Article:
Amnesty Tires return for one week

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ELLIJAY, Ga. – Reviving its previous program from last year, Gilmer County has applied, and been approved, for its grant to run the Amnesty Tire Program from April 16 through April 21.

The program allows residents and citizens to bring old tires to the county’s landfill in order to dispose of the tires free of charge to the citizen. The program will only run one week this year leading up to Earth Day.

Keep Gilmer Beautiful Committee, in cooperation with the Gilmer County Solid Waste Department, is hosting “Amnesty Tire Week” for our residents as the program is in conjunction with the Keep Gilmer Beautiful Committee’s EARTH DAY EVENT, scheduled for Saturday, April 21, 2018.

Used tires can be taken to the Gilmer County Landfill at 456 Tower Road and dropped off free of charge during normal operating hours.

The following are the rules for Gilmer County residents only to take advantage of this free program:

  • Program is for non-commercial only;
  • Tires must be off the rim and free of water; and
  • Each household will be limited to 20 tires.

The county is also asking that if citizens have any questions, please call 706-635-7696 or 706-635-4589.

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Inmate trash pickup returns

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(Photo by Gilmer County Sheriff’s Office)

ELLIJAY, Ga. – The Gilmer County Board of Commissioners (BOC) has been considering litter in the county for over three months now.

As FetchYourNews originally reported in February, “Roadside trash concerns rising in Gilmer” and further discussed in a Special Called Meeting, the BOC was set to hire seasonal employees to cover trash pickup ahead of the county’s mowing team. With a cost close to $45,000, the board was all approved and ready to move forward with the hiring when Chairman Paris returned with another option that was approved in the March Regular Meeting. For a similar cost, the county could hire one extra sheriff’s deputy to supervise prison inmates to travel the roads instead.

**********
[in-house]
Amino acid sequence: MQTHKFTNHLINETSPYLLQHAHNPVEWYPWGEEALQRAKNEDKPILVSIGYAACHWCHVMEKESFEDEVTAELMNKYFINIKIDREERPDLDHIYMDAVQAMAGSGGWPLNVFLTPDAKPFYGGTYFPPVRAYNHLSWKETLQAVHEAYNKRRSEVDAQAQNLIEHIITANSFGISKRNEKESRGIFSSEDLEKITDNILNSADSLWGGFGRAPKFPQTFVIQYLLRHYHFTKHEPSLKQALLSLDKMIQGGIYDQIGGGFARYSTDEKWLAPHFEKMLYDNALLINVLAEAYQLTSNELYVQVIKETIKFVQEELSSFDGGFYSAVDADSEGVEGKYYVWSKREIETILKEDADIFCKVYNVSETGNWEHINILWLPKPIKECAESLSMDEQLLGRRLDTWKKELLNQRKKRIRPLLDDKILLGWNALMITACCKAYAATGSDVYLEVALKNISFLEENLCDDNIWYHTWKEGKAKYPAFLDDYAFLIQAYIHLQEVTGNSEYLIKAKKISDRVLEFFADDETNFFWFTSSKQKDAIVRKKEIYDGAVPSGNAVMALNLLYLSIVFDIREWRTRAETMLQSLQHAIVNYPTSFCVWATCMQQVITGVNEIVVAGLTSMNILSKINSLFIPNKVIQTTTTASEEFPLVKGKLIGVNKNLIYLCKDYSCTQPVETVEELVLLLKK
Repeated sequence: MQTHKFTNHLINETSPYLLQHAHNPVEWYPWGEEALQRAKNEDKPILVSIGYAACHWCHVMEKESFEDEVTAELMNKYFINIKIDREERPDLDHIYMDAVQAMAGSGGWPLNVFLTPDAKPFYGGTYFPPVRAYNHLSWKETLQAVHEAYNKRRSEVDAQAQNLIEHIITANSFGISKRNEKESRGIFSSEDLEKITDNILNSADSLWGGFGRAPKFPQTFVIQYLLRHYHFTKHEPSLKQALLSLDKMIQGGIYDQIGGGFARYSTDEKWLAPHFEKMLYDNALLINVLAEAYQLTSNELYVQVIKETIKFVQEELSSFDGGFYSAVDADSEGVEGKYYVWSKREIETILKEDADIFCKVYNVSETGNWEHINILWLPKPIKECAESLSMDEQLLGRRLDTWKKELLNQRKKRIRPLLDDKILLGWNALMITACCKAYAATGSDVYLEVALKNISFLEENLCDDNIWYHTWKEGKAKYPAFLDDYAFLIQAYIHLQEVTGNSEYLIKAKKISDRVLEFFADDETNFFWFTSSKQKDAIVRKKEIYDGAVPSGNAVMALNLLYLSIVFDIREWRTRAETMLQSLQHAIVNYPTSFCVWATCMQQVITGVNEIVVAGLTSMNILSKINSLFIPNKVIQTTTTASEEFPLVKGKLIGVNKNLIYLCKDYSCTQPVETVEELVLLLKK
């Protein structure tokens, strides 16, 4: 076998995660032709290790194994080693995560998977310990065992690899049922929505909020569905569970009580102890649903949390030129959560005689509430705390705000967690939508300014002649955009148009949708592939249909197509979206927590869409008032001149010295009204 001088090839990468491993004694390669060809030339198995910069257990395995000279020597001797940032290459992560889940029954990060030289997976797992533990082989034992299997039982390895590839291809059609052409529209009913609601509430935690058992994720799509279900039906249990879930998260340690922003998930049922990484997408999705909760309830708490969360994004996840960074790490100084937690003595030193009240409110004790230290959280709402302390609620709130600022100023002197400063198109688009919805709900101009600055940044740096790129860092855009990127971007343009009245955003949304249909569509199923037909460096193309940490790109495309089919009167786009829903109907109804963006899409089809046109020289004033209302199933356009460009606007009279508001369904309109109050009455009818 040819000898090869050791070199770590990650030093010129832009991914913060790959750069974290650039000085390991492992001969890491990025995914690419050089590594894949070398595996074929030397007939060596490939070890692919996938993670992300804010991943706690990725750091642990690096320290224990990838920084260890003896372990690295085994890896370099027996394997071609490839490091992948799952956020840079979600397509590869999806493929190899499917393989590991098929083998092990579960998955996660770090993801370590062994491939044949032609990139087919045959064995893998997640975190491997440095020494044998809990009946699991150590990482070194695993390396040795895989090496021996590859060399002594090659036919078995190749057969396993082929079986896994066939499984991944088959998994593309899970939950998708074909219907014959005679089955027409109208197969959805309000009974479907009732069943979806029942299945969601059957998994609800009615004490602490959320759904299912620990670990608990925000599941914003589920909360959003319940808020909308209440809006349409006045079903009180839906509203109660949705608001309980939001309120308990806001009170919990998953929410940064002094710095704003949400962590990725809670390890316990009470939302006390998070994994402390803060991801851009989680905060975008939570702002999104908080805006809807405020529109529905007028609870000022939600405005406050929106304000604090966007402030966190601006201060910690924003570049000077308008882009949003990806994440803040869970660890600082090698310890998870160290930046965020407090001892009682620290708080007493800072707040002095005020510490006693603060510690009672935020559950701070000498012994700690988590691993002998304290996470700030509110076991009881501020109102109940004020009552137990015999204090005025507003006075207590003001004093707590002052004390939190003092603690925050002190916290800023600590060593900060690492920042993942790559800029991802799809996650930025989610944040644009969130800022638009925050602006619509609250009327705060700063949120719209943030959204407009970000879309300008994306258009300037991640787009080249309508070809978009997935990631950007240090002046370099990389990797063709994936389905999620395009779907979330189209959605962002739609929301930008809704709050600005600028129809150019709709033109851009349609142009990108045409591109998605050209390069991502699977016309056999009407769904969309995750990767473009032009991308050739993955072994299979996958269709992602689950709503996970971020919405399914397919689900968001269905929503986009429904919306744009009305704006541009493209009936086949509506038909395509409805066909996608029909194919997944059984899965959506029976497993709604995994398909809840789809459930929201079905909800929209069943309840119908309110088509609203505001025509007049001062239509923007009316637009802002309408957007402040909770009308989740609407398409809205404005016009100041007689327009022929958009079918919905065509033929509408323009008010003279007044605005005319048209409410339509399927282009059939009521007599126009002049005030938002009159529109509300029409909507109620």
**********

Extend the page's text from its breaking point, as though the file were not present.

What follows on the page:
This option would serve the county year-round instead of a specified summer season. Additionally, the program enlists inmates of the prison system to provide service to the county during incarceration.

According to the Gilmer County Sheriff’s Office, “Despite a very cool and wet last two weeks, Sheriff’s Office inmate work detail has performed litter pick up on Big Creek Road and as of April 9, 2018, has moved on to Roy Road. The inmate workers have picked up 117 bags of litter and have delivered 2,300 pounds of garbage to the Gilmer Landfill.”

The project was approved in the March meeting of the BOC with set expectations to analyze and monitor the progress so that the commissioners could keep track of the project.

The Sheriff’s Office has utilized an inmate workforce to pick up litter on the county’s roadways in the past. However, according to the Sheriff’s Office, “Budget cuts beginning in 2009 caused the program to come to an end.”

With the new funding allocation covering salary and benefits of a deputy sheriff, the office is utilizing equipment it already possessed to operate the transportation and needs of the job.